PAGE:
Shivering Timbers has the intimacy on the Weepies (married couple and band mates), albeit with a harsher, howl to it like good old country songs. There is something so earnest about the sound that I didn’t roll my eyes once, which is pretty much my go-to reaction. I was really hoping for something from the song “D.H. Lawrence,” being a literature nerd, but it blended into the song before it so the place in the album didn’t make it stand out. Actually I didn’t realize it was a different song until it was almost halfway over, which is never good.
Cold Mountain and the Civil War can be heard in the bluesy country tracks like “Satan Your Kingdom Must Come Down” and the cover of “Wayfaring Stranger” (which is right up there with “Hallelujah” when it comes to overly-covered songs). While this isn’t my favorite rendition of “Wayfaring Stranger,” I think it would have been better without the ornamentation, it’s still solid. It was brave to remix the tempo and bit, modernizes it, which is more of a change than most artists would bother to attempt.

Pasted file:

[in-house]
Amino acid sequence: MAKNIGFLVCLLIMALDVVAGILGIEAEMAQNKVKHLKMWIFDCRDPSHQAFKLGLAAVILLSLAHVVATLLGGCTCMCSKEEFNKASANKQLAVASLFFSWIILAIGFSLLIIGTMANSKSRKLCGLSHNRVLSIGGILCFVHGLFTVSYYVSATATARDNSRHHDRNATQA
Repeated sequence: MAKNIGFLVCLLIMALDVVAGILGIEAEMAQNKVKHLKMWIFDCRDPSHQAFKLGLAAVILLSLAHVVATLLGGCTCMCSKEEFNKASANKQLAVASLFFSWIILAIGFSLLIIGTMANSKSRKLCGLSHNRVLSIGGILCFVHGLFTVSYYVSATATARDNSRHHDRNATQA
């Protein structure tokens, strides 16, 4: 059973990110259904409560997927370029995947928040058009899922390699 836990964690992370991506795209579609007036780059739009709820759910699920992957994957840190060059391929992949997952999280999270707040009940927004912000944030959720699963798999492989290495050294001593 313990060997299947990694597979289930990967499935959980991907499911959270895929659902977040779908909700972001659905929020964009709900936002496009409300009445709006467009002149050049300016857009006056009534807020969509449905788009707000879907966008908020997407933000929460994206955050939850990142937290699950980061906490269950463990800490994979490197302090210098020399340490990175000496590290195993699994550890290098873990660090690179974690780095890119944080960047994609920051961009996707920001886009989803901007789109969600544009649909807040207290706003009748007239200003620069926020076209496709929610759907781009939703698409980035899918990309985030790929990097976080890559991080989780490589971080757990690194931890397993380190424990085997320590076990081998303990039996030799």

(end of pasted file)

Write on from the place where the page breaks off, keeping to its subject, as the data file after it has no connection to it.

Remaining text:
All Our Days is very She and Him which I find particularly irritating since I hate them and the entire concept of “Adorkable” is ridiculous to me. However, this is the trend of Indie Rock these days and I’m willing to forgive Shivering Timbers for this since so much of their stuff has a bluesy layer to it.
Overall, Sing Sing is a good, full bodied piece of work and Shivering Timbers have a creative and cool sound that has enough country to it to make it stand out among the “indie” wave.
Personnel:  Sarah Benn (vocals, upright bass), Jayson Benn (electric guitars, backup vocals), David Marhcione (drums, bells), Dan Kyshwanis (drums, bells)
Tracks:  Sing Sing, Holly Holy, Generations, Without Someone, D.H. Lawrence, Annalee, Satan, Your Kingdom Must Come Down, Wayfaring Stranger, All Our Days, Big Fire, I Love You So Much, The Mopping Floor, Boys and Girls.

Lauren Parker

Saturday, February 2, 2013

Sugar & Adrenaline

Dan Miraldi.  Sugar & Adrenaline.
Dan Miraldi, 2012.  Dan Miraldi: